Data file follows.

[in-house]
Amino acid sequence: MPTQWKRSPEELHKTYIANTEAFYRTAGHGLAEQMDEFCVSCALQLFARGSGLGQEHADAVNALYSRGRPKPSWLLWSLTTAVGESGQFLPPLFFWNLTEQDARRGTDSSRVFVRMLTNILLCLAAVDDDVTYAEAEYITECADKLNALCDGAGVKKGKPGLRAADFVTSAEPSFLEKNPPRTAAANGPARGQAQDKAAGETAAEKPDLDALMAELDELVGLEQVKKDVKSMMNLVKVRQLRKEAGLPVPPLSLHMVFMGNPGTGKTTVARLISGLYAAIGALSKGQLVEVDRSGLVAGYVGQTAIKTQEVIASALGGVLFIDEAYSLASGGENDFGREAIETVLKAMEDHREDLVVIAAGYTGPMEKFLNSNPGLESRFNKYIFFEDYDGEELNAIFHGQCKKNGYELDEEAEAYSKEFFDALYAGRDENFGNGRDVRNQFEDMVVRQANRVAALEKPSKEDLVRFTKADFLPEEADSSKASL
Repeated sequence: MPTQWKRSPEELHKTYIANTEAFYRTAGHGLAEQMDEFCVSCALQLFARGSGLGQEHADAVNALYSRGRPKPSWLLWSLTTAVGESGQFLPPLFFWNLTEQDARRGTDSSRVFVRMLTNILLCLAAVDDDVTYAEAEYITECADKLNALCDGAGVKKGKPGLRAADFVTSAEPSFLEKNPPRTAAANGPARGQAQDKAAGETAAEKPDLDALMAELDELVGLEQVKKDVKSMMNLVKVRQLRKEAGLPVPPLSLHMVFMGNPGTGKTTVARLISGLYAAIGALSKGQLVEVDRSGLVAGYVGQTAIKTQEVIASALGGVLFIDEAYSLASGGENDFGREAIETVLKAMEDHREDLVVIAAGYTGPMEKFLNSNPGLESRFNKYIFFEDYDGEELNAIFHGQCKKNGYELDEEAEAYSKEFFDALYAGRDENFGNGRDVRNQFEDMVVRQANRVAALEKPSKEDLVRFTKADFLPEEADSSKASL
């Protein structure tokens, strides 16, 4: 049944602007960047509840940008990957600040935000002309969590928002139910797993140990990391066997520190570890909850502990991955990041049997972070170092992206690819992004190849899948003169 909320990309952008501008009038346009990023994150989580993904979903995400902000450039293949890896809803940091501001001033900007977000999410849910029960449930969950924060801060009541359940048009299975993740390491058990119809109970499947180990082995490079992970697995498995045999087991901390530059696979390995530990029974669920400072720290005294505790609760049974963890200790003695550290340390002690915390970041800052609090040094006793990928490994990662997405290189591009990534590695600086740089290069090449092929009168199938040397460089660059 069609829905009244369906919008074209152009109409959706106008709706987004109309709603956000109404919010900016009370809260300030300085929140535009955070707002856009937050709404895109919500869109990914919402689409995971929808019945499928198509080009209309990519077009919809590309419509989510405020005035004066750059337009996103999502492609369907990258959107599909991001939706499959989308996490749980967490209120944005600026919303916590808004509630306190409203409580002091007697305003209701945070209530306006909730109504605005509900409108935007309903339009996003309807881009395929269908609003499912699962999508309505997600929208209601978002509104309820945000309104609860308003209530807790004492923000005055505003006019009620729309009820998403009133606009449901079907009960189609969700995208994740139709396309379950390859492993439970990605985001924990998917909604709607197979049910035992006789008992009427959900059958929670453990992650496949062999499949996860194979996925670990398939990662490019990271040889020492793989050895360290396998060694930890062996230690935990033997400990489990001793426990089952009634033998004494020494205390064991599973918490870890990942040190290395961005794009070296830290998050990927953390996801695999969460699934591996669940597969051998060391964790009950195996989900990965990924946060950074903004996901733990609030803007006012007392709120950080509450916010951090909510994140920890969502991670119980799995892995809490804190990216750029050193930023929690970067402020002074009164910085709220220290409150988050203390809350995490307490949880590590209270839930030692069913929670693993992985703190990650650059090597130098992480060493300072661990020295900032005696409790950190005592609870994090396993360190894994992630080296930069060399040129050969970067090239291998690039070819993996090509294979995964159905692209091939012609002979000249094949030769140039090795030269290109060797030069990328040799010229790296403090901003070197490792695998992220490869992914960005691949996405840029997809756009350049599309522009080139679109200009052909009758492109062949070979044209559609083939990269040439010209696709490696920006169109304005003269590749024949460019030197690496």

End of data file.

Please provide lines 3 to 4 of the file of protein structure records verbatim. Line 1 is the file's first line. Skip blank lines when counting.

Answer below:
Repeated sequence: MPTQWKRSPEELHKTYIANTEAFYRTAGHGLAEQMDEFCVSCALQLFARGSGLGQEHADAVNALYSRGRPKPSWLLWSLTTAVGESGQFLPPLFFWNLTEQDARRGTDSSRVFVRMLTNILLCLAAVDDDVTYAEAEYITECADKLNALCDGAGVKKGKPGLRAADFVTSAEPSFLEKNPPRTAAANGPARGQAQDKAAGETAAEKPDLDALMAELDELVGLEQVKKDVKSMMNLVKVRQLRKEAGLPVPPLSLHMVFMGNPGTGKTTVARLISGLYAAIGALSKGQLVEVDRSGLVAGYVGQTAIKTQEVIASALGGVLFIDEAYSLASGGENDFGREAIETVLKAMEDHREDLVVIAAGYTGPMEKFLNSNPGLESRFNKYIFFEDYDGEELNAIFHGQCKKNGYELDEEAEAYSKEFFDALYAGRDENFGNGRDVRNQFEDMVVRQANRVAALEKPSKEDLVRFTKADFLPEEADSSKASL
């Protein structure tokens, strides 16, 4: 049944602007960047509840940008990957600040935000002309969590928002139910797993140990990391066997520190570890909850502990991955990041049997972070170092992206690819992004190849899948003169 909320990309952008501008009038346009990023994150989580993904979903995400902000450039293949890896809803940091501001001033900007977000999410849910029960449930969950924060801060009541359940048009299975993740390491058990119809109970499947180990082995490079992970697995498995045999087991901390530059696979390995530990029974669920400072720290005294505790609760049974963890200790003695550290340390002690915390970041800052609090040094006793990928490994990662997405290189591009990534590695600086740089290069090449092929009168199938040397460089660059 069609829905009244369906919008074209152009109409959706106008709706987004109309709603956000109404919010900016009370809260300030300085929140535009955070707002856009937050709404895109919500869109990914919402689409995971929808019945499928198509080009209309990519077009919809590309419509989510405020005035004066750059337009996103999502492609369907990258959107599909991001939706499959989308996490749980967490209120944005600026919303916590808004509630306190409203409580002091007697305003209701945070209530306006909730109504605005509900409108935007309903339009996003309807881009395929269908609003499912699962999508309505997600929208209601978002509104309820945000309104609860308003209530807790004492923000005055505003006019009620729309009820998403009133606009449901079907009960189609969700995208994740139709396309379950390859492993439970990605985001924990998917909604709607197979049910035992006789008992009427959900059958929670453990992650496949062999499949996860194979996925670990398939990662490019990271040889020492793989050895360290396998060694930890062996230690935990033997400990489990001793426990089952009634033998004494020494205390064991599973918490870890990942040190290395961005794009070296830290998050990927953390996801695999969460699934591996669940597969051998060391964790009950195996989900990965990924946060950074903004996901733990609030803007006012007392709120950080509450916010951090909510994140920890969502991670119980799995892995809490804190990216750029050193930023929690970067402020002074009164910085709220220290409150988050203390809350995490307490949880590590209270839930030692069913929670693993992985703190990650650059090597130098992480060493300072661990020295900032005696409790950190005592609870994090396993360190894994992630080296930069060399040129050969970067090239291998690039070819993996090509294979995964159905692209091939012609002979000249094949030769140039090795030269290109060797030069990328040799010229790296403090901003070197490792695998992220490869992914960005691949996405840029997809756009350049599309522009080139679109200009052909009758492109062949070979044209559609083939990269040439010209696709490696920006169109304005003269590749024949460019030197690496």